Yet I’m the bad guy when I politely ask, or, not-so-politely request, someone take their conversation elsewhere because, well, I paid to hear the band play their music, not you talk about your new cell phone (happened at a Cowboy Junkies show in Kent), or how the kids did in school (Red Wanting Blue, Pittsburgh), or how the local sports team won or lost today’s or this week’s game (numerous bands in numerous towns). Seriously … I do not understand why people pay to see a band and then proceed to talk the entire time the band they paid to see is on stage.

And after politely asking, or not-so-politely requesting, someone please be quiet because the band is on, I’ve been threatened, made fun of, pointed out to others as someone who’s bothered by people talking, and, at one show, almost had a sucker punch thrown at me as I walked away, until a friend told the dude, “Uh, he was in the military. And he’s from Youngstown. You might wanna reconsider that.” All because, oh, I wanna HEAR the band I paid to see, not hear you talk.

Tonight, the assclowns who were talking over the finesse band we saw proceeded to yell in my ear, ask if they could clap, try to goad me into an altercation and involve their friends in even more conversation after I asked them to take their conversation elsewhere because I didn’t pay to hear them talk, I paid to hear the band. All of this happened 20 feet from the stage in a venue that had more than 200 people inside.  And by finesse band, I’m talking a band with an upright bassist, cello player, banjo/uke player, drummer who spent as much time behind the kit as playing his cajon (aka slapbox) in front of it, and a lead singer who played acoustic guitar. So the sound was intricate. And layered, and often times very low volume, where all the conversations were drowning it out.

I’m not talking Ronnie James Dio at jet engine level blowing your hair back, whether you have hair or not. This is music that silence is a part of, and when you have dozens of conversations going on in the room, you just can’t get that silence.

Like I said … I just don’t get it.

What’s so hard about being quiet for 45 to 60 minutes when  a band is playing? Is it me? Do I expect too much?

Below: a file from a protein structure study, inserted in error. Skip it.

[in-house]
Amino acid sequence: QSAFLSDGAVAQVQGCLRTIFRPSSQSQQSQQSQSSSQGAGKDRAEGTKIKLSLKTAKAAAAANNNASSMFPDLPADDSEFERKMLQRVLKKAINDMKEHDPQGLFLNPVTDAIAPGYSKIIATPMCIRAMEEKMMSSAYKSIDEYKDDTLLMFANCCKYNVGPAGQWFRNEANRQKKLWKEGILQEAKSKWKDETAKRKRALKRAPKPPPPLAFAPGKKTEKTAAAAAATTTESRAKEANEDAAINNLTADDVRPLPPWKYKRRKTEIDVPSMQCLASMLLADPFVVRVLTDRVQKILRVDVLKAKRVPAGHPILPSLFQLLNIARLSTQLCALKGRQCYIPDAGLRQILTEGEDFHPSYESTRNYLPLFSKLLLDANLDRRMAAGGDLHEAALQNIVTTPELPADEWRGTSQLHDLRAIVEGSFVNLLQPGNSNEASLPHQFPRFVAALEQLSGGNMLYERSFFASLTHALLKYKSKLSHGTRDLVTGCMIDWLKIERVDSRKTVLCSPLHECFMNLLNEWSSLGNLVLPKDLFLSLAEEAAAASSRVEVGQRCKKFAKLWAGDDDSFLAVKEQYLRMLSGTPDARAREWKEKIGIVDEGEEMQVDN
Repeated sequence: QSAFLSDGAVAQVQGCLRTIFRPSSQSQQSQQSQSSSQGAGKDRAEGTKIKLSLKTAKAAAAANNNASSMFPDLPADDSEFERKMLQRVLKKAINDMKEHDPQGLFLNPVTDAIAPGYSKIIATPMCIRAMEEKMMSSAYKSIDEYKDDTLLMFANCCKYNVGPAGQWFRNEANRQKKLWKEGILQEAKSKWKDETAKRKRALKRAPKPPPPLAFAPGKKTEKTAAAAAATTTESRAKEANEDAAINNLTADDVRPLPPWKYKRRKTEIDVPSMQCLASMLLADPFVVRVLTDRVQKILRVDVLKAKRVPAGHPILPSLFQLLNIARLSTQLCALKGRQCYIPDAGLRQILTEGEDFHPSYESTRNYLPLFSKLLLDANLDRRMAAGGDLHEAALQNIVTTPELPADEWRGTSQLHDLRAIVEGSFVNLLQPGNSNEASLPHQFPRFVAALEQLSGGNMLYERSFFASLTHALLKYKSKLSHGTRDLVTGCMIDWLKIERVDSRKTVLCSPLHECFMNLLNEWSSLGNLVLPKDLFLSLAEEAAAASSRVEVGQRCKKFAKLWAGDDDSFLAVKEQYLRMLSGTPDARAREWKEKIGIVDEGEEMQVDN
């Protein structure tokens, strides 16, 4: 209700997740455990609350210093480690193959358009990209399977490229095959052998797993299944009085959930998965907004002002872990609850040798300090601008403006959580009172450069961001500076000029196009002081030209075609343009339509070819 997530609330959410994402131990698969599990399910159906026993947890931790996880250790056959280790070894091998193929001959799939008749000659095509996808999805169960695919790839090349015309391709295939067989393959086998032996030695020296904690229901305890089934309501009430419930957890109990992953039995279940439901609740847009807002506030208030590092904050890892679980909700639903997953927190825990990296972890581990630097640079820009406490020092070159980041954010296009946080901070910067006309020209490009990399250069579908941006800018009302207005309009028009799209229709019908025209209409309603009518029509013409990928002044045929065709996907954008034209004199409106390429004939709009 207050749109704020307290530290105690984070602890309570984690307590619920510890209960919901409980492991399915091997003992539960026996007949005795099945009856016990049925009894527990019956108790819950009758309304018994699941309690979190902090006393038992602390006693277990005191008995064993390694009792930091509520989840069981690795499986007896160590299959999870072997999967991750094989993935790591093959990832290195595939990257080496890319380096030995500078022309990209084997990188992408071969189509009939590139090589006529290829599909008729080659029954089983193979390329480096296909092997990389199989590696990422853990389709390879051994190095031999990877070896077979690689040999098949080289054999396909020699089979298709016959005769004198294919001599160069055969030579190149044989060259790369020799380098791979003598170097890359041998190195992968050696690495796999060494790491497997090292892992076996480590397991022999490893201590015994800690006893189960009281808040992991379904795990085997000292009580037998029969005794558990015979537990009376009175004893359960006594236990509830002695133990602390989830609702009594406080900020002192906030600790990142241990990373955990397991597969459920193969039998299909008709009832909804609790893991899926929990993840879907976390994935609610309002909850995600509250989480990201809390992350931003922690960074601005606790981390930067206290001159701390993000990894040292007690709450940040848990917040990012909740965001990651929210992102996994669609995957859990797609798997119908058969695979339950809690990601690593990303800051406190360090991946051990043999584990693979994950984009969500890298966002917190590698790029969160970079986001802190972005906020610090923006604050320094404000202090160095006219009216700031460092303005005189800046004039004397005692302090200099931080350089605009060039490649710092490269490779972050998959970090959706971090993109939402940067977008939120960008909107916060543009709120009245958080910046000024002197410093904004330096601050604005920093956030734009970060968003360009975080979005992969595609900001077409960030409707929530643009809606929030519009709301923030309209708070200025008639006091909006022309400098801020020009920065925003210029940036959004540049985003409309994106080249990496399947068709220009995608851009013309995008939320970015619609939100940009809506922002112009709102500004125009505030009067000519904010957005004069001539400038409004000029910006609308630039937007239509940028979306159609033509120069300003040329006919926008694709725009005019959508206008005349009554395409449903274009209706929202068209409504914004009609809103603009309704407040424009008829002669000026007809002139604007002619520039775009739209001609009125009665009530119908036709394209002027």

Erica Blinn & The Handsome Machine


Columbus, Ohio’s Erica Blinn and the Handsome Machine rocked Howlers Coyote Cafe in Pittsburgh on April 6, 2013.

Happy Dog Saloon in Cleveland is Dead to me


There are very few thing I hate worse than piss poor band management by venues who book live, original music acts on a local, regional or national level. Because there are a great many people who like to see bands play original music, and who will hop in the car, dedicate a night, a few hours or a few hundred miles of drive time to go see a band they like who’s playing somewhere in their geographical reachable area. And usually it’s on a tight schedule … “If we leave by midnight, we’ll be home by 1:30 and I can sleep for six hours before work” kind of schedule. I’ve done it more times than I care to count, and enjoyed damn near every single lost moment of sleep.

And I’m not the only one. I have MANY, MANY awesome music-loving friends who’ve piled in cars, pinched pennies, scrounged for beer money and parking and tolls and cover charges and eaten the shittiest truck stop food to make the trek to see a band they love play live and spend the next day sore from sleeping in a car, cranky from not enough sleep in a car, and loving every minute of it.

Because most of the time, it’s worth the sacrifice.

To see the band. To live that moment. To be in that room. Whether it’s 20,000 fans at the arena; 15,000 fans at the amphitheater, 1,000 at the club or 10 of you in a dive bar, those are the moments where you connect with the music and musicians who matter to you, and nobody can take that away. It’s pure magic.

However, in the unlikely event of a water landing … when you don’t get to see the band through no fault of your own … shit get super serial. Super fast.